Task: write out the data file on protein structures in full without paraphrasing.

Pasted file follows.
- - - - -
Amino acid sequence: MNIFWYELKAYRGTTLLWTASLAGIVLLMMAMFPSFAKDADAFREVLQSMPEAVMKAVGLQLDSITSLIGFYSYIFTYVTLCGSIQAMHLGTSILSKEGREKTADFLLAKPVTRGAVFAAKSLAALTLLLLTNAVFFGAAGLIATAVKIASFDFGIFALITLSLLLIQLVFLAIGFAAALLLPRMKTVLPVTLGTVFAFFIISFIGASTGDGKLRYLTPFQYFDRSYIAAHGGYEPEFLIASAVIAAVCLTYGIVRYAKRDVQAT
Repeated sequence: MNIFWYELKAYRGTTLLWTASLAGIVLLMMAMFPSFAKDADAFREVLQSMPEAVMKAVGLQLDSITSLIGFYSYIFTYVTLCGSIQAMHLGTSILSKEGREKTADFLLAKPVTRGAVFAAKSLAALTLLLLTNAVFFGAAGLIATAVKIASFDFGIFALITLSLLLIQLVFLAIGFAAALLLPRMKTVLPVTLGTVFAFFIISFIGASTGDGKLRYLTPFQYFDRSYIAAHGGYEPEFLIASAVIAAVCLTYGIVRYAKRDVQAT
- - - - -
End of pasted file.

Amino acid sequence: MNIFWYELKAYRGTTLLWTASLAGIVLLMMAMFPSFAKDADAFREVLQSMPEAVMKAVGLQLDSITSLIGFYSYIFTYVTLCGSIQAMHLGTSILSKEGREKTADFLLAKPVTRGAVFAAKSLAALTLLLLTNAVFFGAAGLIATAVKIASFDFGIFALITLSLLLIQLVFLAIGFAAALLLPRMKTVLPVTLGTVFAFFIISFIGASTGDGKLRYLTPFQYFDRSYIAAHGGYEPEFLIASAVIAAVCLTYGIVRYAKRDVQAT
Repeated sequence: MNIFWYELKAYRGTTLLWTASLAGIVLLMMAMFPSFAKDADAFREVLQSMPEAVMKAVGLQLDSITSLIGFYSYIFTYVTLCGSIQAMHLGTSILSKEGREKTADFLLAKPVTRGAVFAAKSLAALTLLLLTNAVFFGAAGLIATAVKIASFDFGIFALITLSLLLIQLVFLAIGFAAALLLPRMKTVLPVTLGTVFAFFIISFIGASTGDGKLRYLTPFQYFDRSYIAAHGGYEPEFLIASAVIAAVCLTYGIVRYAKRDVQAT